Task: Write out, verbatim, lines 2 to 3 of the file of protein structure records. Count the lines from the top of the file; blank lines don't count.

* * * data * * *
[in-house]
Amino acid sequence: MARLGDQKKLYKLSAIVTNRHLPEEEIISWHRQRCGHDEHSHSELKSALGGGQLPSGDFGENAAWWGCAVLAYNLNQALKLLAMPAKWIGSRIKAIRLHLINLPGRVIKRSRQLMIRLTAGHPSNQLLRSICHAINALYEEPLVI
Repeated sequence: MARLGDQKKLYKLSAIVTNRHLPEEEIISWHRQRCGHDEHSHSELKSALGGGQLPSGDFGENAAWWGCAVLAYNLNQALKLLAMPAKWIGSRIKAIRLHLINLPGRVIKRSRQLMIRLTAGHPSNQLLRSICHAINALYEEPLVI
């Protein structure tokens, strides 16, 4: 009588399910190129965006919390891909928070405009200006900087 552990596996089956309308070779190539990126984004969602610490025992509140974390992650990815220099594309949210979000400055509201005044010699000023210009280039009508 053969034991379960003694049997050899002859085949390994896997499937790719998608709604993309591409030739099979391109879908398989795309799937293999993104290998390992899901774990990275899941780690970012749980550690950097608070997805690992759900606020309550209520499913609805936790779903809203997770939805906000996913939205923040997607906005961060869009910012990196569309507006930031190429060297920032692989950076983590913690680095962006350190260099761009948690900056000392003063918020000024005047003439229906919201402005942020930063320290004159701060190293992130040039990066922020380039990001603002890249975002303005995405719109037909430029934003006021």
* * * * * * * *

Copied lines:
Amino acid sequence: MARLGDQKKLYKLSAIVTNRHLPEEEIISWHRQRCGHDEHSHSELKSALGGGQLPSGDFGENAAWWGCAVLAYNLNQALKLLAMPAKWIGSRIKAIRLHLINLPGRVIKRSRQLMIRLTAGHPSNQLLRSICHAINALYEEPLVI
Repeated sequence: MARLGDQKKLYKLSAIVTNRHLPEEEIISWHRQRCGHDEHSHSELKSALGGGQLPSGDFGENAAWWGCAVLAYNLNQALKLLAMPAKWIGSRIKAIRLHLINLPGRVIKRSRQLMIRLTAGHPSNQLLRSICHAINALYEEPLVI